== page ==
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Tech Rap: Kind of Blue(tooth)

Posted on March 14 2019

By Peter Skiera

 

For my Tech Rap subjects, I try to think of topics you might find interesting or helpful. I’m basing the topic for this month on Bluetooth headphones, based on emails from customers including an enjoyable exchange I had with a very pleasant Como Audio customer in Munich, Germany.

Before we get into the topic at hand, let’s review Bluetooth technology in very basic terms. Bluetooth has been available to consumers for almost 20 years and has come a long way since it was first introduced. It was named after Harald Bluetooth- the first person in history to stream music via Bluetooth from a smartphone. No, not really. I was just checking to be sure you were paying attention. Harald Bluetooth was a real person, but he was actually a 10th Century Danish King who united the Scandinavians. Bluetooth “unites” devices, thus, the origin of the name. Bluetooth compresses the music before transmission, uses radio frequencies to transmit (images and video aren’t supported), and then un-compresses the music on the receiving end. The default audio codec is SBC (Subband Coding) which can handle bit rates up to 328kbps/44.1kHz. There are some who think the sound quality of SBC is lacking, but for the average listener, the sound is quite acceptable. Bluetooth setup is easier than Wi-Fi, but its signal coverage is more limited.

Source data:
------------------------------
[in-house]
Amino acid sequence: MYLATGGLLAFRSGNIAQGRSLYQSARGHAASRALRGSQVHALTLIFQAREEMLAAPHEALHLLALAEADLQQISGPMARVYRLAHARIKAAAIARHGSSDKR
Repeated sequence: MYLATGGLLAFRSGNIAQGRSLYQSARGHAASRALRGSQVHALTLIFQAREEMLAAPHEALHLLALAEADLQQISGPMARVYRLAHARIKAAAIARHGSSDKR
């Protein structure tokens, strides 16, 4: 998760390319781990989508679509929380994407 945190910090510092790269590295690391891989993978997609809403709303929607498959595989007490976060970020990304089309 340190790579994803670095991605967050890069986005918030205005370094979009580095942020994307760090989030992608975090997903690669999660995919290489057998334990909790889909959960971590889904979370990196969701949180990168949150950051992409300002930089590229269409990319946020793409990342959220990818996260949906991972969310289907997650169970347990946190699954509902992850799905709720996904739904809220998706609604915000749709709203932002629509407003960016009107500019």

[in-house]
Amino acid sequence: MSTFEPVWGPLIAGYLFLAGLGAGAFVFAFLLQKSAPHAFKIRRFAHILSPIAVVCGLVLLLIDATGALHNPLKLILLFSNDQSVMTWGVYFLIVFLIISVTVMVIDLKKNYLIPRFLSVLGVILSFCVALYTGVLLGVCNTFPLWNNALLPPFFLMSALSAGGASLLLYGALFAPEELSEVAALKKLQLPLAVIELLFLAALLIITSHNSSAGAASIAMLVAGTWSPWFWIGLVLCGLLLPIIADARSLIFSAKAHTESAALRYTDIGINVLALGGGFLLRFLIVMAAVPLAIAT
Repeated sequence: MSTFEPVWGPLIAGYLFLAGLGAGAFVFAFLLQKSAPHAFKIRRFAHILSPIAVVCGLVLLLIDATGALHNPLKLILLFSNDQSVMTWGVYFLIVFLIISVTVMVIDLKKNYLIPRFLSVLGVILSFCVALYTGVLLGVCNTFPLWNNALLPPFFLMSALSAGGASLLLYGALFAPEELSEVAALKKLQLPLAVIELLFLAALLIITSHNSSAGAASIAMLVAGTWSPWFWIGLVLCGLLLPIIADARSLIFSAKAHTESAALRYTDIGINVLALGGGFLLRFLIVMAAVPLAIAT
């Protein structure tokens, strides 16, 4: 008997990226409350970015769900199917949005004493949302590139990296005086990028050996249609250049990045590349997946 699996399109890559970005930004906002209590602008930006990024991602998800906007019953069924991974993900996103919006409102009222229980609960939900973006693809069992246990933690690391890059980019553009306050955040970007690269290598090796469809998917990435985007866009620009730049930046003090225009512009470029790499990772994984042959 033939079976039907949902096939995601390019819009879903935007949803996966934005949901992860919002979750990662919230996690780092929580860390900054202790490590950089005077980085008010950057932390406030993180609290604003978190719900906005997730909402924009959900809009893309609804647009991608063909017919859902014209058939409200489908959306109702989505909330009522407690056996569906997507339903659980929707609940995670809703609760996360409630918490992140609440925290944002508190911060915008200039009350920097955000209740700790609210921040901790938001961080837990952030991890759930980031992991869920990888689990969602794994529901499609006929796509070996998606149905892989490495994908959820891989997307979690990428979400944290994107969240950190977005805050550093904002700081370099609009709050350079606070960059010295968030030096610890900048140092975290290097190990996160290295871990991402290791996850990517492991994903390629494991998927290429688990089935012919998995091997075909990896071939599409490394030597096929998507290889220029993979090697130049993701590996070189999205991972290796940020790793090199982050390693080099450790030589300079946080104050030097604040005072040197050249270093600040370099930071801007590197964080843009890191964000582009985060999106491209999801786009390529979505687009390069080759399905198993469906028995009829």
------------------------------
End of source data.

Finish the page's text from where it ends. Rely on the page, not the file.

King Harald Bluetooth: Is that a smart phone he’s reaching for?!

 

I don’t think a couple of weeks can go by without someone emailing me asking how they can use Bluetooth headphones (or Bluetooth speakers) with their Como Audio system. I asked the aforementioned Musica customer in Germany to keep me abreast of his headphone experience. He originally experimented with the Sennheiser RS 195, a 2.4-2.8GHz system (not Bluetooth), but eventually settled on B&W PX Bluetooth headphones and an Avantree Oasis Plus Bluetooth transmitter. He described the B&W’s as having “…very good sound; in some cases, even better than the Sennheiser. They have a perfect usability and a very nice design (with zero plastic), and I can play them from my mobile phone, too.” He also liked his transmitter, commenting: “Thanks to its external antenna and powerful Class 1, the transmitter has a signal range of 50-60m, going even through walls. It's surely not that good as the Sennheiser…but I'm absolutely fine with that.”